The decrees issued by Democrat Joe Biden follow various symbolic acts reversing the American orientation on climate change with which he inaugurated his presidency. The turn of Republican Donald Trump’s denial, however, does not guarantee that he will do everything necessary to catch up.
Biden had already referred the United States to the Paris Agreement (2015), appointed one of the architects of the treaty, John Kerry, as climate ambassador, and littered his office with favorable figures to fight global warming. He describes as an “existential threat” what Trump saw as a “Chinese fraud”.
In addition to resuming Paris’s pledge to reduce U.S. greenhouse gas (GHG) emissions by 28% by 2025, the Democrat aims to eliminate them from power generation in 2035 and make the country’s carbon neutral economy by 2050.
These are respectable targets, given the poor retrospective of the US and the world so far, insufficient to meet the target of keeping the global average temperature rise at 2 ° C, preferably 1.5 ° C. The 1 ° C mark has already been exceeded and GHG emissions have not increased due to the pandemic.
Biden has announced major moves in the right direction, such as suspending oil exploration concessions on public lands. This, however, should not create problems for mining in private areas and in the thousands of concessions authorized by Trump.
The predecessor had given up on tightening fuel economy standards in vehicles, and the Democrat decided to revert to stricter limits. In five years, the auto industry will have to run an average of 21.6 kilometers on a liter of gasoline, instead of the 16.9 km / l maintained by Trump.
For zero-emission vehicles, internal combustion engines should be replaced by electric propulsion (provided that the energy in the batteries comes from clean sources, of course). The government promises to electrify its fleet of 650,000 vehicles and create 500,000 refueling stations, but that is not enough to make the transition into a market of more than 273 million vehicles.
Analysts consider this revolution impossible without pricing, that is, by charging for GHG emissions. The most effective way would be to introduce a carbon tax, but it is precisely this type of systemic measure that Biden will find it more difficult to implement due to the obstacles he will face in Congress.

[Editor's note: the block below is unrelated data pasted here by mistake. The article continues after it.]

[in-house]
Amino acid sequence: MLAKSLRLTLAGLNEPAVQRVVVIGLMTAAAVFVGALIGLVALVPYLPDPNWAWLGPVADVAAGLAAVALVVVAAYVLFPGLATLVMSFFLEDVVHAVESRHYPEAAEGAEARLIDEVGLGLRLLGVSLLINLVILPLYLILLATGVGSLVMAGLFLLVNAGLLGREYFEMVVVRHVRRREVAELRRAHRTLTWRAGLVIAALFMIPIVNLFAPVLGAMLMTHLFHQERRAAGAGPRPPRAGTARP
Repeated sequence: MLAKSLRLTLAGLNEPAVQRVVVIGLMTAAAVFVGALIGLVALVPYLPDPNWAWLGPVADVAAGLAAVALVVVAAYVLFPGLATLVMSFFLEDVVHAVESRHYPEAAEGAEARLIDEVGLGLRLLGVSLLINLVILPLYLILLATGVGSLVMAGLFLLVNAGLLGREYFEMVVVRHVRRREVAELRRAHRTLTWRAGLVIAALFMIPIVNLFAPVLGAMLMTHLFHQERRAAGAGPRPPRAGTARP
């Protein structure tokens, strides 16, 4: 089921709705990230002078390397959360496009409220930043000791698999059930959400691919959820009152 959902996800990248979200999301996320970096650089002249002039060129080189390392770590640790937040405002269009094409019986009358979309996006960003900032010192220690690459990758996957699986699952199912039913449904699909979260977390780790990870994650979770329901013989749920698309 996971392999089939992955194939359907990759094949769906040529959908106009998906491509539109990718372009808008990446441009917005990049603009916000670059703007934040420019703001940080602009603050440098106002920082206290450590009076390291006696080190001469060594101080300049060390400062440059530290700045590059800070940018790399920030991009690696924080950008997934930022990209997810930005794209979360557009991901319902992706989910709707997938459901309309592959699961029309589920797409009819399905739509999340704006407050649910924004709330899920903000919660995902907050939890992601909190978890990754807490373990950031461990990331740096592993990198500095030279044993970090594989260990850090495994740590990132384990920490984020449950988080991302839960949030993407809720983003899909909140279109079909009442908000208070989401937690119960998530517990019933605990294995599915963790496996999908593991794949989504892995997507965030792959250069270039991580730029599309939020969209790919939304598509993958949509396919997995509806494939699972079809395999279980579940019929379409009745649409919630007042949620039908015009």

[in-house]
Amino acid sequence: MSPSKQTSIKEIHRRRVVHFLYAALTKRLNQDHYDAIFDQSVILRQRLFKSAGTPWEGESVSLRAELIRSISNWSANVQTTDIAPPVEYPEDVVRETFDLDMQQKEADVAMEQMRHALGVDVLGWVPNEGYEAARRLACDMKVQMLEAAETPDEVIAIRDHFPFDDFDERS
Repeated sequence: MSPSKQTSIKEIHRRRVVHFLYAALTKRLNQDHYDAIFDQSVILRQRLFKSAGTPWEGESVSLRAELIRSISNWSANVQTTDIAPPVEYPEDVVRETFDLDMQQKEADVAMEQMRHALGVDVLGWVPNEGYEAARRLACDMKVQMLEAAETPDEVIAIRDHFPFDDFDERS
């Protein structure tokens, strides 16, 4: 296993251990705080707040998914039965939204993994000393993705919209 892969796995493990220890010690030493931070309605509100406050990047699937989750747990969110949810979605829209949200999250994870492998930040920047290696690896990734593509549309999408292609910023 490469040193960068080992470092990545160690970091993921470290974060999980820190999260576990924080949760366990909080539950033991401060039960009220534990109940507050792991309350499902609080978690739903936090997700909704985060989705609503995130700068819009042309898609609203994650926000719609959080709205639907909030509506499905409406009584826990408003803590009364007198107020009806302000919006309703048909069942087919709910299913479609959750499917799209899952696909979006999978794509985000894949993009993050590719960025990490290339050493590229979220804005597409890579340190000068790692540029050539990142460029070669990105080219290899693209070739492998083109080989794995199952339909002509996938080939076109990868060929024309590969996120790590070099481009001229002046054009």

Moving quickly towards a climate-friendly economy requires more than executive orders, which can be overturned by future presidents. Only laws offer the permanence and predictability that will push the industry towards a carbon-free future – and here, Biden may not even have the full support of his own party.
MPs and senators from coal, oil or natural gas producing states, even the Democratic Party, often stand in the way of measures that could affect businesses and jobs in these sectors. One of them is Joe Manchin III, a Democrat from West Virginia who will chair the Senate Energy Committee, a notorious supporter of fossil fuels.
Not to mention the Republican parliamentarians, who will do anything to ease the burden on the industry. To reverse the foreseeable obstacles, Biden would need a dozen more votes than Democrats have in the Senate.
In addition, the president-elect will quickly face disappointment from the young wings of the Democratic Party, who have advocated the left-wing candidacy of Bernie Sanders for president and the aggressive economic decarbonization program known as the Green New Deal. .
Finally, at the international level, his government is showing signs of slipping into the same geopolitical clash with China that has conducted climate treaty negotiations or watered down its provisions over the past three decades. Given this, it seems difficult for two hundred signatories to the Paris Agreement to be able to significantly increase the ambition of its goals, as it would be essential to avert the worst of the climate catastrophe.